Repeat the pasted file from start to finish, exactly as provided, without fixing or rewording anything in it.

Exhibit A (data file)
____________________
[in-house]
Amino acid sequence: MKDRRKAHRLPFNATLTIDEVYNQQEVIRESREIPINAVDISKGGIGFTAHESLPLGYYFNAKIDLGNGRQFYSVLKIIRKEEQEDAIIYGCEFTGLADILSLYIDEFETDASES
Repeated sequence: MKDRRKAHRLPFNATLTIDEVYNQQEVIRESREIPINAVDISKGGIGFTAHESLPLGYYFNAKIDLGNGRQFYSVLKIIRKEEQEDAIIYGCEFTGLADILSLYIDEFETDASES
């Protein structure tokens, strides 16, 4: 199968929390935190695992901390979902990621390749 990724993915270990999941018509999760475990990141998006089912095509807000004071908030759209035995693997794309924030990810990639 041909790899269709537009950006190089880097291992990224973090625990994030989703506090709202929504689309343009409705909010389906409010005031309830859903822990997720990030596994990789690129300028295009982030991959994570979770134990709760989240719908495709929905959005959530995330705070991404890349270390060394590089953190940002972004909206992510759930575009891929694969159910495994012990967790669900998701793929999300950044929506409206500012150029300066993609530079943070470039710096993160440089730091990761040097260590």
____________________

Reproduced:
[in-house]
Amino acid sequence: MKDRRKAHRLPFNATLTIDEVYNQQEVIRESREIPINAVDISKGGIGFTAHESLPLGYYFNAKIDLGNGRQFYSVLKIIRKEEQEDAIIYGCEFTGLADILSLYIDEFETDASES
Repeated sequence: MKDRRKAHRLPFNATLTIDEVYNQQEVIRESREIPINAVDISKGGIGFTAHESLPLGYYFNAKIDLGNGRQFYSVLKIIRKEEQEDAIIYGCEFTGLADILSLYIDEFETDASES
């Protein structure tokens, strides 16, 4: 199968929390935190695992901390979902990621390749 990724993915270990999941018509999760475990990141998006089912095509807000004071908030759209035995693997794309924030990810990639 041909790899269709537009950006190089880097291992990224973090625990994030989703506090709202929504689309343009409705909010389906409010005031309830859903822990997720990030596994990789690129300028295009982030991959994570979770134990709760989240719908495709929905959005959530995330705070991404890349270390060394590089953190940002972004909206992510759930575009891929694969159910495994012990967790669900998701793929999300950044929506409206500012150029300066993609530079943070470039710096993160440089730091990761040097260590």